So here’s the central paradox (or, indeed, the future challenge): though programming is an industry still socially dominated by code ghettos, modern business demands that the people in it need “social smarts” just as much as technical smarts, even though they only typically get trained in the latter. And their day-to-day tools of choice are usually technical, too.

But… where does a modern software professional go to get trained in social smarts? The answer is: they don’t. But the nearest they currently get to this is a kind of pragmatic social Boot Camp – by working within an Agile team. Agile practices, though dogmatic and an awkward fit for many tasks, often force programmers to confront and surmount their social limitations: which is usually a good thing.

As a result, what “Agile” means (particularly on someone’s CV) is that they have been ‘blooded’ into the difficult arena of modern software development – that they have (or should have) at least some of the combination of both technical skills and social skills now needed to call themselves a ‘proper programmer’.

What, then, is going on with this whole ‘Agile Movement’? Personally, I believe that what a company is doing by embracing Agile is forcing its workforce to enter into a transition from antisocial 20th century software development into far more social 21st century software development. That is, to move from the old world of serial, top-down, micro-managed, manager-led development to the new world of parallel, bottom-up, team-managed, customer-led development.

(Though contrary to what many claim, this doesn’t mean that the code produced by Agile organizations is any better. In many ways, the incrementalism necessitated by Agile goes against proper software engineering and proper software architecture, which in practice can often yield weaknesses and fragilities as profound as those engendered by traditional software development practice.)

Really, to make a good practical contribution to the majority of the projects I see happening these days, you need to have the skills both of traditional software engineering and of contemporary Agile practices. (It’s not an either-or choice, you almost always need the two simultaneously.)

Would I hire someone with Agile on their resume? Why, yes I would. But I’d always interview them and ask myself: regardless of how well they can programme, would I be comfortable with putting them in front of customers? Because that, increasingly, is where they are going to be over the coming decades, whether you like it or not.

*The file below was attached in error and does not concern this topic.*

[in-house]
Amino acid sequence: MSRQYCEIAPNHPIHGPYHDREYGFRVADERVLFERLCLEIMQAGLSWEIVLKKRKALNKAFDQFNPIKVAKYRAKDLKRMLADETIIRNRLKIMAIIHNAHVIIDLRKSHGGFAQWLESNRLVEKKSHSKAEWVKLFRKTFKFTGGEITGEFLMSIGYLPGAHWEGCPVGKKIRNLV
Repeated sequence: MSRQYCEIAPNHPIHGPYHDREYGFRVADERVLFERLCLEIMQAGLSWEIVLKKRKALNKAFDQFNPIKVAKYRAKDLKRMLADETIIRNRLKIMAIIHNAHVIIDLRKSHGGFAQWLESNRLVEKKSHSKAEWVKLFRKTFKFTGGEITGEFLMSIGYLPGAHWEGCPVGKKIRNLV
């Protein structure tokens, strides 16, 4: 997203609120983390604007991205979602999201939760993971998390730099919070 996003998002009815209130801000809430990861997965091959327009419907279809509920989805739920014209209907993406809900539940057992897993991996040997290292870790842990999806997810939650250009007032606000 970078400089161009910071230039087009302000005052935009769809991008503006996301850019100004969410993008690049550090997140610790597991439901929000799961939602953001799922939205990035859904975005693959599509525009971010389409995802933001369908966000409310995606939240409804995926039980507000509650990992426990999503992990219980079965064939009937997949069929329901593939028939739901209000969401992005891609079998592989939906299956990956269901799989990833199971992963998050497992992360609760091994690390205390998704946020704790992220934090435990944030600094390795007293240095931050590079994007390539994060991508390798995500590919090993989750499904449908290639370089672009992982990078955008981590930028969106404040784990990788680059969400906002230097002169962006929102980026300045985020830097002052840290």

Finally… in time, it seems almost certain that Agile’s constellation of idiosyncratic terminology will be lambasted as a domain-specific ‘Buzzword Bingo’ of only historic value. But I would argue that this will only be true because its core values of what it means to be a modern software professional will have been thoroughly absorbed into the development mainstream. Chillingly, we’ll all be Agile then. Who’d have thought it, eh?

I’ve just spent four hours trying to install Emscripten; firstly under Windows, and then under Linux.

I failed. Miserably.

From my experience, I’d say that the installation instructions are currently (a) fragmented, (b) out of date, (c) inconsistent, and (d) just plain wrong. Very frustrating. It’s a long time since I’ve been presented with so many absolutely inscrutable error messages in a row, and it’s going to take a large effort of will to put myself back through that again.

Also, my opinion is that fastcomp should never have stayed in a side-branch for so long. It’s crushingly obvious that fastcomp is an absolutely necessary part of the whole mix, and so the current instructions for merging the side-branch tools into a working build are just maddening and dis-spiriting for someone coming in from cold.

Emscripten people: you have a thing of wonder and usefulness, yet your getting-started documentation can only be alienating developers such as myself from getting involved. Please turn this around, and put step-by-step Linux installation instructions for 3.4.1 and/or 3.5 on the web somewhere that actually work.

What is so unreasonable about that? *sigh*


Get every new post delivered to your Inbox.

Join 437 other followers